Barry Newman's Blog

March 13, 2011

Science and Genesis 2: 4 – 3: 24 (part X)

Filed under: Genesis,Science — barrynewman @ 6:10 am

Genesis 2: 5-7 – Setting the Scene (cont)

The relationship between 2: 5 ff and the six day creation account

Are we reading the beginning to a second account of creation and one which contradicts at certain points the six day creation account? I think the question presupposes too much. It suggests that one cannot have two different perspectives which certainly overlap at certain points but which fundamentally have different purposes in mind. The idea that the accounts conflict and taken together are simply to be seen as confused is to posit that a writer/editor cannot have two different ways of parading two generally different sets of truths and abut them one against the other.  We do not claim that an artist cannot produce two portraits that tell a different though related story and then hang them side by side.  In Genesis 1: 1 – 2: 3 the writer has outlined the grand account of God the creator of all things including mankind, his special creation. In Genesis 2: 4 – 3: 24 the focus is on first man and first woman, God’s provision for them, the relationships between them and God and how these relationships drastically deteriorate. 

My suggestion is that Moses, or whoever put the two accounts together, would have had no problem with their different perspectives, but would have seen each of them as necessary and complimentary.  True, they overlap a little – they have to.  Each of the accounts both touch on the creation of mankind, plants and animals. The second account, the second perspective on the nature of things, is introduced by a reference to the generations of the heavens and the earth when they were created (looking backwards) and then to the earth and the heavens when they made by Yahweh Elohim (looking forwards).  With respect to the earth the situation to begin with was one where there was no vegetation – wild or cultivated (or perhaps two types of cultivated) because Yahweh Elohim had not brought about rain and there was no man to till the ground. But he brought the rain cloud into existence and making man from the soil he formed him into a living being and in an intimate manner gave him life.  The scene is now set for the planting of a garden, the making of a woman, the portrayal of wonderful possibilities for both and the unfolding drama of an almost indescribable collapse of relationships.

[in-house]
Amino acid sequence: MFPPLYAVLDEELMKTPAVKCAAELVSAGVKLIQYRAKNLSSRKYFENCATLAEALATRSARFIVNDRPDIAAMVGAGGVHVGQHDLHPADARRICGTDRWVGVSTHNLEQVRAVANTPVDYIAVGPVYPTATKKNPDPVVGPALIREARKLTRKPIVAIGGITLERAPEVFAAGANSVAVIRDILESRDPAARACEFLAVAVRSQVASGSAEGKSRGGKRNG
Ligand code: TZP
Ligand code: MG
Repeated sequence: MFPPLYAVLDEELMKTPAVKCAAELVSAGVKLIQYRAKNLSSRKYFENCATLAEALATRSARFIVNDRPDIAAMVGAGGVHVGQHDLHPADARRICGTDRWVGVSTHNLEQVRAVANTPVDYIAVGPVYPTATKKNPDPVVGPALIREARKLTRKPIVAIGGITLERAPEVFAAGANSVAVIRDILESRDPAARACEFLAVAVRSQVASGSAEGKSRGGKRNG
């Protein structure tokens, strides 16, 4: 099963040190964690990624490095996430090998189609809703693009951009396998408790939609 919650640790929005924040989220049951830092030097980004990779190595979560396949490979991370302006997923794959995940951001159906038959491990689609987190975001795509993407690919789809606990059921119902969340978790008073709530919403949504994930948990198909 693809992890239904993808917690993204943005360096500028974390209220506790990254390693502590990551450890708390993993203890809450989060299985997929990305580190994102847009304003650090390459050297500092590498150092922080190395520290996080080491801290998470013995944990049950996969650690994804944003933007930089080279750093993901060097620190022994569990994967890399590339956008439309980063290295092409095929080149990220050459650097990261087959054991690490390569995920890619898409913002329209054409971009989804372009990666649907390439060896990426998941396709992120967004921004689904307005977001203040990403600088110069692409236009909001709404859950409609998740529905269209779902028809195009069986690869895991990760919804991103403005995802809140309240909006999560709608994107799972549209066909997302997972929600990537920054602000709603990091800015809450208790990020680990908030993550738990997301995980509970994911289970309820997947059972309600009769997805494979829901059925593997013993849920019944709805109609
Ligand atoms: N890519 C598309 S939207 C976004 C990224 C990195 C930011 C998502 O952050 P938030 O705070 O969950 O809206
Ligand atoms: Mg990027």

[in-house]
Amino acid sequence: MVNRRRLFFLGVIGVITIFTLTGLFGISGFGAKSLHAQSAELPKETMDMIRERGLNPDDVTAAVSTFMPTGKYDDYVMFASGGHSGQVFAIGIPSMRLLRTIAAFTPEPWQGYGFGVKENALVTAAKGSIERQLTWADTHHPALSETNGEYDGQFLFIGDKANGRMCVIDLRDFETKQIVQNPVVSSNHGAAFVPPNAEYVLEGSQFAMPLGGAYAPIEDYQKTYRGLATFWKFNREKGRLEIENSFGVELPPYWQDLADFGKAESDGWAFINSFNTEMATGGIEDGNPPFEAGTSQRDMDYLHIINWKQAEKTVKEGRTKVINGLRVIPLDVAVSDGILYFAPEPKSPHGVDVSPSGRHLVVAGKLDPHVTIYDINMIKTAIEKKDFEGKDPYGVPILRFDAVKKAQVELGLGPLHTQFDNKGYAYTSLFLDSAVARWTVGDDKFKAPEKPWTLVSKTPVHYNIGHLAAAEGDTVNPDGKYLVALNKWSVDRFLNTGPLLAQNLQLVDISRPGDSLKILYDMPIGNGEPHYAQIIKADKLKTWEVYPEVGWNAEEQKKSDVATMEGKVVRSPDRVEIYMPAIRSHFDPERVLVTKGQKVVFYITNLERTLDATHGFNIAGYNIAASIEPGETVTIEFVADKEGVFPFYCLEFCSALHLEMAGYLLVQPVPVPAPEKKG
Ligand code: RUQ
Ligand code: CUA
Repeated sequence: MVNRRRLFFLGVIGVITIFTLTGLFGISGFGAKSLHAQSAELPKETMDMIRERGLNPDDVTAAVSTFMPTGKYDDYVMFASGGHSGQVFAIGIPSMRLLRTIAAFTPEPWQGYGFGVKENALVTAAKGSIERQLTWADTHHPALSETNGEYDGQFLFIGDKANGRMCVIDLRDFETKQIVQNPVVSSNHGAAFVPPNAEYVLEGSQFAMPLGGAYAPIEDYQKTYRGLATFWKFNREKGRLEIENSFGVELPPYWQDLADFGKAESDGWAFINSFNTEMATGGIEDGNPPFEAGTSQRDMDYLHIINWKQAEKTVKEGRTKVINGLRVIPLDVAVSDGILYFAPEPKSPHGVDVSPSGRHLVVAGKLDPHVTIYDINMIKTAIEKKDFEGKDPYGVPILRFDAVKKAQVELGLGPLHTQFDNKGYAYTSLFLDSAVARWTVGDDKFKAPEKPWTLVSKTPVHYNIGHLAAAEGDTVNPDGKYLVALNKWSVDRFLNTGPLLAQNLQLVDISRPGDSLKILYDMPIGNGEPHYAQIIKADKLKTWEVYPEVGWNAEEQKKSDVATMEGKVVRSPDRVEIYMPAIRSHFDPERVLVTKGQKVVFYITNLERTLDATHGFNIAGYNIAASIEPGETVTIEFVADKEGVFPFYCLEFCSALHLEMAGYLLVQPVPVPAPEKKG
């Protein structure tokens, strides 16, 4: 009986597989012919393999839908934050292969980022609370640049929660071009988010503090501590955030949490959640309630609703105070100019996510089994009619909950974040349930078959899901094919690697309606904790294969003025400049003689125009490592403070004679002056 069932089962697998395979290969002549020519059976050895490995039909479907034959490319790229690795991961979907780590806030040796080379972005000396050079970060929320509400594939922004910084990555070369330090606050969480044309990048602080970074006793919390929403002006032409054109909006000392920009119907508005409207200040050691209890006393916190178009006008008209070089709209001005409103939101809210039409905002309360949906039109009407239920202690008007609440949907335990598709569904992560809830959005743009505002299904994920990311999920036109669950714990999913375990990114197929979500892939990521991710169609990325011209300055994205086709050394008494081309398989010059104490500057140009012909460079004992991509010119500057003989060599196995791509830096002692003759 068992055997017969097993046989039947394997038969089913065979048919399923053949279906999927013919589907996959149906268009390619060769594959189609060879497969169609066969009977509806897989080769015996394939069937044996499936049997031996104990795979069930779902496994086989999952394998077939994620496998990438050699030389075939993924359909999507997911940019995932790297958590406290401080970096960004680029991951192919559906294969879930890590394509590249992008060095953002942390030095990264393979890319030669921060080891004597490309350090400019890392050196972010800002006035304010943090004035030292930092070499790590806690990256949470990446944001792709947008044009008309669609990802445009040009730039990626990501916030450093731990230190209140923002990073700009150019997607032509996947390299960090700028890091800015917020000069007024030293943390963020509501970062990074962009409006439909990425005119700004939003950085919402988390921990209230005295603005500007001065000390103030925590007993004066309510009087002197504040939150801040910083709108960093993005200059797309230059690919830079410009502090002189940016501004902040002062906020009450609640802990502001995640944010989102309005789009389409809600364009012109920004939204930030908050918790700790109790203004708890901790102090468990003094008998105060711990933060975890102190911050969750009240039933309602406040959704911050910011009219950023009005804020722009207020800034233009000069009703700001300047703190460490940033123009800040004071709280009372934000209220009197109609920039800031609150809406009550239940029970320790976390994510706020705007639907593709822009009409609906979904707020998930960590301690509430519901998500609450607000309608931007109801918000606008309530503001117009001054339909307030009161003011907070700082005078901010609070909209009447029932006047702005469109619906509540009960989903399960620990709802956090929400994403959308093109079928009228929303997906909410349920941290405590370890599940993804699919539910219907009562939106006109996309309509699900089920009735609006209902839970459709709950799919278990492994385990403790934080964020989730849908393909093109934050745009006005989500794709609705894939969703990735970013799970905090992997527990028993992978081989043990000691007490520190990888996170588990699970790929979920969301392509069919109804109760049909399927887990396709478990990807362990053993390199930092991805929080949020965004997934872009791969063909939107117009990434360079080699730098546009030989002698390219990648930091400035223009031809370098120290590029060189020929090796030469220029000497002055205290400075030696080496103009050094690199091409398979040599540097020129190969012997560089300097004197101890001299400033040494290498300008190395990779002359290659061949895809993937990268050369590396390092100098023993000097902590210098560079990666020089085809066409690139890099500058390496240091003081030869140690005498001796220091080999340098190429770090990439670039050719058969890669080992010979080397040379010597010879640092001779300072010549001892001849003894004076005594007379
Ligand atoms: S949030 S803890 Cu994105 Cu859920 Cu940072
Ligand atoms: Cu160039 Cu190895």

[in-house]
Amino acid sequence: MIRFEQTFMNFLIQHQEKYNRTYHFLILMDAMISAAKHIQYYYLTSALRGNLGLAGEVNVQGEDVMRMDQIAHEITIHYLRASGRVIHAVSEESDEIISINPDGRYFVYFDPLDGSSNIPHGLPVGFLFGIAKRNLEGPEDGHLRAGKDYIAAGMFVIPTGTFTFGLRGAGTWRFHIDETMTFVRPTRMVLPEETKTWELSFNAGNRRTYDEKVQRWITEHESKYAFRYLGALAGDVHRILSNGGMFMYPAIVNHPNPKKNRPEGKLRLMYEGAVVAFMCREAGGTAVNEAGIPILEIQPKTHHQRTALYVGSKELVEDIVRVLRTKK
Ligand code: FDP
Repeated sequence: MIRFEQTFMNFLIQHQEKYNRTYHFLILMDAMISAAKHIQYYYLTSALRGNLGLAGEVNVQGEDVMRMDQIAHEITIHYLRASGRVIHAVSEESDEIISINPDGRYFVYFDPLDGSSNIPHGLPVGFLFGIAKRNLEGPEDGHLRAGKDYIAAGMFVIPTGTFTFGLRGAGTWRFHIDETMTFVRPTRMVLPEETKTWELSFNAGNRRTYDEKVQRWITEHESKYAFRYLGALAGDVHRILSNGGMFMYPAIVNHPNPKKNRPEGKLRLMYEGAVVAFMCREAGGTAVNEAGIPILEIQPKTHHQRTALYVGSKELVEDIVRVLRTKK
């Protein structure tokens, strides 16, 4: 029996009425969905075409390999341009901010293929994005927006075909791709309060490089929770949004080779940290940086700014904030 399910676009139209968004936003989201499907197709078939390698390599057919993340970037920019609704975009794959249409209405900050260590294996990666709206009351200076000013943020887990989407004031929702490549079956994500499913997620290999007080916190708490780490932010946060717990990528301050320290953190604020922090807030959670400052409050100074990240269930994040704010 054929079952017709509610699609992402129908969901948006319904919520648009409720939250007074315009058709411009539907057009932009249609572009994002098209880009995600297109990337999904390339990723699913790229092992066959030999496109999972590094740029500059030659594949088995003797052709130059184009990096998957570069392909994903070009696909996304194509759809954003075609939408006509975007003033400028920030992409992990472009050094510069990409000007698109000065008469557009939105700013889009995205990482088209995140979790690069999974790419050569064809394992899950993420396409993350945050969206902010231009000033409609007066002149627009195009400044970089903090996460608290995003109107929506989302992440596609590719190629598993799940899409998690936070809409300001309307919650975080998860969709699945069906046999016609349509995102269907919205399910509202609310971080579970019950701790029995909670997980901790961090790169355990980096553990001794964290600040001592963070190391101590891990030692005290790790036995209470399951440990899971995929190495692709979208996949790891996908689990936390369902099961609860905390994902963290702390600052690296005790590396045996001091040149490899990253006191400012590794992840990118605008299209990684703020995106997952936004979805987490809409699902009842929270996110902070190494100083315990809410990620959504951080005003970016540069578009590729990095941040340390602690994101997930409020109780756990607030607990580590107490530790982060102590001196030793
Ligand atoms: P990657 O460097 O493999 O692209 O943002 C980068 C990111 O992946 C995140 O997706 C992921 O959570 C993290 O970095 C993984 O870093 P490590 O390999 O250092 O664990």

1. Another perspective I have gained from the two accounts is to hold the 2 together as being truthful, but being reminded that I must be aware that the Bible does not only give the 7 day account as the only account. Both say God created. Both give explanations of why and how come things are as they are. Both are memorable. Both are referred to throughout the Bible, without hesistation or reservation. Maybe we try to see them too literally, or insist on applying the criteria of other genres upon them (such as reading the comic strips as if they were the financial reports).

    Comment by Robert Denham — April 2, 2011 @ 7:00 am | Reply

    • Hi Robert,

      Thanks for the comment. Tend to agree with a lot you have said.


      Comment by barrynewman — April 2, 2011 @ 9:49 pm | Reply

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